My grade 6 students were a perfect example. One young girl, mature beyond her male grade 6  classmates, loved to tease the boys. She thought it hilarious. Her yoga/dance pants would be rolled down low, hip bones exposed. She wouldn't have left the house that way, but her parents had already gone to work. While I was trying to teach a lesson, she would seductively raise her arms, stretch, and let everyone see her. They didn't know what to do, none of us knew where to look. Our purpose was to learn, not to flaunt our sexuality.

How can we do our science experiments, participate in gym, play outside at recess if they are under dressed?

There is nothing wrong with a dress code. We all have one in our workplace. I wouldn't got into my classroom wearing a skimpy outfit. It'd just gross everyone out. We dress for our purpose: to teach or learn. I don't like servers with nose rings and piercings, it really grosses me out. You wouldn't wear an evening gown to work in the ER! 

Science experiments
Dress codes are created with staff and parent councils. They reflect the standards of the community, the comfort levels of men and women, parents, teachers.


When Did Your Clothing Break The Rules?Can we really wear whatever we want? From hipster head-dresses to fashion as a form of rebellion, Head to Toe looks at what happens when our clothing breaks the rules. (August 19th, 2014)This CBC show:Head to Toe explores the personal stories, social science, and hidden meanings in the clothes that Canadians wear. Because whether you choose a t-shirt, tuxedo, or work uniform, you're sending a message to the world.

Monday, May 26, 2014

What is wrong with a dress code?

Who wants to stand at the front of a classroom, facing girls with nipples erect, bare bellies, afraid to bend of lean over, boys with t-shirt and foul language, underwear hanging out? There is nothing wrong with a dress code. We all have one in our workplace. I wouldn't got into my classroom wearing a skimpy outfit. It'd just gross everyone out. We dress for our purpose: to teach or learn. I don't like servers with nose rings and piercings. You wouldn't wear an evening gown to work in the ER! This chickie has it all wrong.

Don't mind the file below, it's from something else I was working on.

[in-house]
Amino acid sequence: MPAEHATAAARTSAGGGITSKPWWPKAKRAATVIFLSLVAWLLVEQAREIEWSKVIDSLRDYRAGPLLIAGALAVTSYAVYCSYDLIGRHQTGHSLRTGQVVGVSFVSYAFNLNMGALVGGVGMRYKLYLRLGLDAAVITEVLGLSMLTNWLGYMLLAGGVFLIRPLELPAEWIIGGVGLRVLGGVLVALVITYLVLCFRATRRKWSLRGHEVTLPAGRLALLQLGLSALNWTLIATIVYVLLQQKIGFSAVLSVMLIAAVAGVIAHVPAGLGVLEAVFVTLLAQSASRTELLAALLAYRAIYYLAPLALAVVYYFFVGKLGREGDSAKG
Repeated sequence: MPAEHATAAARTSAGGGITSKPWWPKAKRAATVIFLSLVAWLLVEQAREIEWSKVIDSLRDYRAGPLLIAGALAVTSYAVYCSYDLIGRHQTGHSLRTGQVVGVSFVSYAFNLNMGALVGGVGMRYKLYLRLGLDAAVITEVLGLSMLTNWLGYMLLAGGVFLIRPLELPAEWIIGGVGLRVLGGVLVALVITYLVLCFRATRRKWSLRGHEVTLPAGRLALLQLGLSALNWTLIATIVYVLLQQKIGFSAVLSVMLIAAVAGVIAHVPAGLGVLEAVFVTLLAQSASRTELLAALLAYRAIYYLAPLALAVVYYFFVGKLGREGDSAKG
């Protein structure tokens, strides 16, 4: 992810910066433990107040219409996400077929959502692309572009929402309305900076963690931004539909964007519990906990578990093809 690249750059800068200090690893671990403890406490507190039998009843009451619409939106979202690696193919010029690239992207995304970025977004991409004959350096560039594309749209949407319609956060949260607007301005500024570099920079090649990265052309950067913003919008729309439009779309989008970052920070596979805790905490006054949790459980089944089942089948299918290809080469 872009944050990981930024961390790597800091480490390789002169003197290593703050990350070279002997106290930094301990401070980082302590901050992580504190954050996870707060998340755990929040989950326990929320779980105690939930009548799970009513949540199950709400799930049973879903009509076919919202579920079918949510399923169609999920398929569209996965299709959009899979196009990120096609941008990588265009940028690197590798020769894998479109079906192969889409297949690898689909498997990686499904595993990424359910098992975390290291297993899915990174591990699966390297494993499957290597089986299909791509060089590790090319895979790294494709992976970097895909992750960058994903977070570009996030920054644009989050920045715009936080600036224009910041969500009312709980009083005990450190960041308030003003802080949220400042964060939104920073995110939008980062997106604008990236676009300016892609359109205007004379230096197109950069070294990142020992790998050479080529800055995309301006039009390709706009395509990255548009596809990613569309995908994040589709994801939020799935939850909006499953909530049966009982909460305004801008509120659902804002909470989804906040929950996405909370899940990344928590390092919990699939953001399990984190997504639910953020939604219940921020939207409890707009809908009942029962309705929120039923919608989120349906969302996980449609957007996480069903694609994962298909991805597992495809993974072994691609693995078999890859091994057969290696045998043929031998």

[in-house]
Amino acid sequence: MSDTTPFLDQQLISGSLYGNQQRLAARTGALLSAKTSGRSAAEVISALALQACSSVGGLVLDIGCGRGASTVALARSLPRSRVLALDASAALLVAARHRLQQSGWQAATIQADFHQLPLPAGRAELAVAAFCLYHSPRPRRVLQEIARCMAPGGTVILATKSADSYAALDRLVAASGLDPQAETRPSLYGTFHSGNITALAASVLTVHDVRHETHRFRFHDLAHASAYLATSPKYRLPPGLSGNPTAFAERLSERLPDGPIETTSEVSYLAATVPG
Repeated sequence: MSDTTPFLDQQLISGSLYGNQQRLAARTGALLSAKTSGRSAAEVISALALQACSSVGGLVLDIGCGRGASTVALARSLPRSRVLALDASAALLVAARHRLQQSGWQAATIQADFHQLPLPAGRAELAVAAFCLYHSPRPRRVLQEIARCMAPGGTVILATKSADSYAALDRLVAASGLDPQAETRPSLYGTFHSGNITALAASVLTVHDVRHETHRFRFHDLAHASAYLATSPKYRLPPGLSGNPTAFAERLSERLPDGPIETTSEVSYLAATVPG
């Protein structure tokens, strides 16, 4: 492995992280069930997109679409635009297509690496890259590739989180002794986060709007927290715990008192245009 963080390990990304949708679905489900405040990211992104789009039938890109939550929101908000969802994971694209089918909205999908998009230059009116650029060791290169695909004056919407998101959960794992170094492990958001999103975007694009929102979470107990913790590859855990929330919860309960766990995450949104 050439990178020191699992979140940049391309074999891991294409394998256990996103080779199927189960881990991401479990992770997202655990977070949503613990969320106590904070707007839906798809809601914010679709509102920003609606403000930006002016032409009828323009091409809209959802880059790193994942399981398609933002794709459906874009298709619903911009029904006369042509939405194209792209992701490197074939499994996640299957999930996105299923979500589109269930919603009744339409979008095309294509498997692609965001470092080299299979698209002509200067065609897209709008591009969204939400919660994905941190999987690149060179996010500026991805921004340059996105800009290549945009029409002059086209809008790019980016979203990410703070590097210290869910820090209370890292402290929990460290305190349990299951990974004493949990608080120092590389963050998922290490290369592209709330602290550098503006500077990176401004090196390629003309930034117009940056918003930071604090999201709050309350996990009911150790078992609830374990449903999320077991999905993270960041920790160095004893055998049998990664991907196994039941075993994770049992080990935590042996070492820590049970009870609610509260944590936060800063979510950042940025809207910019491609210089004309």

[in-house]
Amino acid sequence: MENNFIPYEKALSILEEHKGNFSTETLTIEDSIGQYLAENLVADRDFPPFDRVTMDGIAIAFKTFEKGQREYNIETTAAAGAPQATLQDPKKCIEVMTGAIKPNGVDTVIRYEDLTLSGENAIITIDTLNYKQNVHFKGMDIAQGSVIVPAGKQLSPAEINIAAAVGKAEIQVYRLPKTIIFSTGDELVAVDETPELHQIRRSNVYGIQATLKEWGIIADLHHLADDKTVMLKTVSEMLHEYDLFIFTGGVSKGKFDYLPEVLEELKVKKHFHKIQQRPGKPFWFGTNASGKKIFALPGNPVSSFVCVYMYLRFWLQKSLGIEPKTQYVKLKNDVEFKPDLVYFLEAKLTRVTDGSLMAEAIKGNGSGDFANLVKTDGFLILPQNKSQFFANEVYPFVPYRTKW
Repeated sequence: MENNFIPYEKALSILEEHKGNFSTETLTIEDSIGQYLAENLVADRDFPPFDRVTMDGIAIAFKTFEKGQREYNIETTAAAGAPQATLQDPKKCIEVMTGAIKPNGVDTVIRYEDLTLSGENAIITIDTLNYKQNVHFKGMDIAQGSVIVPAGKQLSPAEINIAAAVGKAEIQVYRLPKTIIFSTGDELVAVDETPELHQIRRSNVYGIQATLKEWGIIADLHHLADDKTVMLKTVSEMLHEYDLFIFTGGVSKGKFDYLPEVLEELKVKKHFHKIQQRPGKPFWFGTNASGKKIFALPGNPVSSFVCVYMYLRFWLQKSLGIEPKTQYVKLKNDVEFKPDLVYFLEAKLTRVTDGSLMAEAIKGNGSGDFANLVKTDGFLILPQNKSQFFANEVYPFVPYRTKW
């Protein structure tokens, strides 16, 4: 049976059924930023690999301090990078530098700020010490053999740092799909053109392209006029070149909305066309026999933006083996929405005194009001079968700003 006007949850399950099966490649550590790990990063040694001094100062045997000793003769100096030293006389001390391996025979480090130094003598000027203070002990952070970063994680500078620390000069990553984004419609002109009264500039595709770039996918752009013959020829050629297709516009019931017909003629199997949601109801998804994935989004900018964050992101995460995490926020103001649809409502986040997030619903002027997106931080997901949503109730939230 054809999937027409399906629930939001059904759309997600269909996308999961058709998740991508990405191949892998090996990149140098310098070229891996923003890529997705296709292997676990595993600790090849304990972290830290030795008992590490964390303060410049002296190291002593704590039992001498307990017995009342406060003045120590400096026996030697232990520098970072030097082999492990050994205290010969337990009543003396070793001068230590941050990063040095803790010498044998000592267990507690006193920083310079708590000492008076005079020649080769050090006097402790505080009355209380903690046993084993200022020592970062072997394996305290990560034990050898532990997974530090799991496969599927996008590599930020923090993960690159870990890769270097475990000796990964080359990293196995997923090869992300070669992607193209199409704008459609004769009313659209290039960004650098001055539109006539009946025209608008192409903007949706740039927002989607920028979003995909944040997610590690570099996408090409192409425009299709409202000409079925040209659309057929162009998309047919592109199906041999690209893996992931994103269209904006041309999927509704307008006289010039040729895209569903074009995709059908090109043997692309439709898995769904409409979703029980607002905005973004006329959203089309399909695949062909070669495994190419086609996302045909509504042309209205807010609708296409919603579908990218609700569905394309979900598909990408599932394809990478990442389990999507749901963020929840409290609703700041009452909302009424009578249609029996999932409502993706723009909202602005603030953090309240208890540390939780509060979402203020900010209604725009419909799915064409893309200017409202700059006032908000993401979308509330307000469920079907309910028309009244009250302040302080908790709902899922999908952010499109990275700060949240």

Dress codes are created with staff and parent councils. Just because overeager parents are being strange enforcers, doesn't mean there is something wrong with it.

I had a student who insisted on wearing yoga/dance pants to school, with the waist band folded down. She would seductively raise her arms, stretch, and let everyone see her belly. The boys didn't know where to look. Nor did I. This was in grade six.

WWW.THEGUARDIAN.COM
Jessica Valenti: Dress codes assume that male students' education needs to be protected. What girls need doesn't rate

Friday, March 28, 2014

Full-day kindergarten offers no academic advantage, study says

This is so typical of education programs. We'll create something new, without studying the benefits and hazards beforehand. Cheap Ontario day care at $5 billion. Crowded schools, teachers who do not understand preschoolers. Give me ECE teachers, with 1:8 teacher:student ratios in comfortable environments, in properly fitted out day care centres, any day. More subsidies for the working poor, kids who need more stimulating environments and benefit from excellent programs. Otherwise, it's a waste of taxpayers dollars.

Happily, the other provinces have learned from Ontario's mistakes. Starting kids earlier in school doesn't make them smarter. It shoves them into an institution, well before they need to be in one.

Senior kindergarten at Epic School in Toronto. (Fred Lum/The Globe and Mail)
EARLY LEARNING

Full-day kindergarten offers no academic advantage, study says

A new study is raising questions about the value of full-day kindergarten, showing children attending the program in Ontario are no better in reading, writing and number knowledge at the end of Grade 1 than their half-day peers.

Thursday, March 27, 2014

Friday, March 21, 2014

Anger Management Program-Section 20 classroom

Welcome to the WhitePines Program

formerly hosted in:

Background | Philosophy | Behaviour management |
[ Week #1   |  Week 2   |   Week 3 | Week 4 | May 24th | June 2nd ]
[ Day Book | Curriculum | Incident Form
| Creative Writing | Classroom Photos | Entry plan ]

My program was created in April, 2006, and the program concluded in June of that year. Funding was cut for this program and I was placed back in a regular classroom. This is the story of my class. I had to start from scratch, as there was no classroom, no supplies or equipment. I created a structure and a philosophy around which to focus our work.
Background